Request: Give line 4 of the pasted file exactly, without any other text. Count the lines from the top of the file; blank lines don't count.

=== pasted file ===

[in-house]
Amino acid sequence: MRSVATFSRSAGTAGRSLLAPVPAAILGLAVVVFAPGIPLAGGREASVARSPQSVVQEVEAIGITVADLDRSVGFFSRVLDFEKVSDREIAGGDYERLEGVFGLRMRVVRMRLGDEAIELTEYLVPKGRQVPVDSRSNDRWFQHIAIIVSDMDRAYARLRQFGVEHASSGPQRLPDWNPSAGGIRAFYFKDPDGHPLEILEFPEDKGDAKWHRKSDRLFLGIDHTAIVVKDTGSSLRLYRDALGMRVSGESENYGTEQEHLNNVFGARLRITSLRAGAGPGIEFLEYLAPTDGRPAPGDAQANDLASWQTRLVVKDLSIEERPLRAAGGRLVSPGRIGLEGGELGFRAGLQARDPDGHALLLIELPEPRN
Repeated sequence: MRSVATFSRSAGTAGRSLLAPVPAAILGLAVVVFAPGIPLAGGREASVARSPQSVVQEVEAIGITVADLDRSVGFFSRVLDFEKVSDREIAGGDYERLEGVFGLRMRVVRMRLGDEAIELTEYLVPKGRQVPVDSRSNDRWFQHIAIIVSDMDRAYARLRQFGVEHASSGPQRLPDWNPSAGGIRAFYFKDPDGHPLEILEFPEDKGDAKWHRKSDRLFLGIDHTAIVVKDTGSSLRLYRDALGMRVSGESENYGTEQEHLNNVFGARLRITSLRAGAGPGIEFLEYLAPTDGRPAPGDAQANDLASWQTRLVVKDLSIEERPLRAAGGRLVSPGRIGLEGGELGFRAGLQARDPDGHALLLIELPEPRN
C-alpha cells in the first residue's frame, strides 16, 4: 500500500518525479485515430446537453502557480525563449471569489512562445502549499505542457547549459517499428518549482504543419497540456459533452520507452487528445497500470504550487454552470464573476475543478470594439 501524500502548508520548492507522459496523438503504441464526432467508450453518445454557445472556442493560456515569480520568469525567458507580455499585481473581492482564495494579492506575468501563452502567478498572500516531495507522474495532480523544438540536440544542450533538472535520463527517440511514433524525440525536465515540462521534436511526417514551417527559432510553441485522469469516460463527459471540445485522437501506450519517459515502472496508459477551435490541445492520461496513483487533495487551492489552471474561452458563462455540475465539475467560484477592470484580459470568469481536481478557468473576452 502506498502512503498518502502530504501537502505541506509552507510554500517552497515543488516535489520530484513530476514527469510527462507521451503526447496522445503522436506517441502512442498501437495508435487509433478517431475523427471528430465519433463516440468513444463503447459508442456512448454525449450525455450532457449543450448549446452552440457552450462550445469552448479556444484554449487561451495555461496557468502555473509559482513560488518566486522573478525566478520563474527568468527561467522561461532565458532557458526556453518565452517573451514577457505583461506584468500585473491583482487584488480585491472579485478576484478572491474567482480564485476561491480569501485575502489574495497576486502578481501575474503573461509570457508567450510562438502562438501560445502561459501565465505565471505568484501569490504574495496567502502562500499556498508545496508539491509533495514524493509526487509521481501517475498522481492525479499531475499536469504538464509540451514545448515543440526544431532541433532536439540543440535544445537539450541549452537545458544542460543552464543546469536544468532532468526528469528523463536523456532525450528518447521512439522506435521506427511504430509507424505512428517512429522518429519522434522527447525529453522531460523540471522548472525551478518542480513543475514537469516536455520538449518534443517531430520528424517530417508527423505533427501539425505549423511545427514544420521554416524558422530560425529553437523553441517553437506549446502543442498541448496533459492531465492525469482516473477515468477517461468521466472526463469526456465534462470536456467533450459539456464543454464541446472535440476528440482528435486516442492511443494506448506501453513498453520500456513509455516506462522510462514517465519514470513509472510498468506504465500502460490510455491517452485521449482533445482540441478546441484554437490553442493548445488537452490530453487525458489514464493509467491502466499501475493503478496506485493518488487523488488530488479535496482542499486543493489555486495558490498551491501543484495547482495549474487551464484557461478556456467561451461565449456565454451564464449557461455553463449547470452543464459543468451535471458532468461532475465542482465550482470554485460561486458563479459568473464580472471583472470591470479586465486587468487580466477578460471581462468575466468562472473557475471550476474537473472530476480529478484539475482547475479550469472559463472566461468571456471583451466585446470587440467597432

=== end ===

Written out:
C-alpha cells in the first residue's frame, strides 16, 4: 500500500518525479485515430446537453502557480525563449471569489512562445502549499505542457547549459517499428518549482504543419497540456459533452520507452487528445497500470504550487454552470464573476475543478470594439 501524500502548508520548492507522459496523438503504441464526432467508450453518445454557445472556442493560456515569480520568469525567458507580455499585481473581492482564495494579492506575468501563452502567478498572500516531495507522474495532480523544438540536440544542450533538472535520463527517440511514433524525440525536465515540462521534436511526417514551417527559432510553441485522469469516460463527459471540445485522437501506450519517459515502472496508459477551435490541445492520461496513483487533495487551492489552471474561452458563462455540475465539475467560484477592470484580459470568469481536481478557468473576452 502506498502512503498518502502530504501537502505541506509552507510554500517552497515543488516535489520530484513530476514527469510527462507521451503526447496522445503522436506517441502512442498501437495508435487509433478517431475523427471528430465519433463516440468513444463503447459508442456512448454525449450525455450532457449543450448549446452552440457552450462550445469552448479556444484554449487561451495555461496557468502555473509559482513560488518566486522573478525566478520563474527568468527561467522561461532565458532557458526556453518565452517573451514577457505583461506584468500585473491583482487584488480585491472579485478576484478572491474567482480564485476561491480569501485575502489574495497576486502578481501575474503573461509570457508567450510562438502562438501560445502561459501565465505565471505568484501569490504574495496567502502562500499556498508545496508539491509533495514524493509526487509521481501517475498522481492525479499531475499536469504538464509540451514545448515543440526544431532541433532536439540543440535544445537539450541549452537545458544542460543552464543546469536544468532532468526528469528523463536523456532525450528518447521512439522506435521506427511504430509507424505512428517512429522518429519522434522527447525529453522531460523540471522548472525551478518542480513543475514537469516536455520538449518534443517531430520528424517530417508527423505533427501539425505549423511545427514544420521554416524558422530560425529553437523553441517553437506549446502543442498541448496533459492531465492525469482516473477515468477517461468521466472526463469526456465534462470536456467533450459539456464543454464541446472535440476528440482528435486516442492511443494506448506501453513498453520500456513509455516506462522510462514517465519514470513509472510498468506504465500502460490510455491517452485521449482533445482540441478546441484554437490553442493548445488537452490530453487525458489514464493509467491502466499501475493503478496506485493518488487523488488530488479535496482542499486543493489555486495558490498551491501543484495547482495549474487551464484557461478556456467561451461565449456565454451564464449557461455553463449547470452543464459543468451535471458532468461532475465542482465550482470554485460561486458563479459568473464580472471583472470591470479586465486587468487580466477578460471581462468575466468562472473557475471550476474537473472530476480529478484539475482547475479550469472559463472566461468571456471583451466585446470587440467597432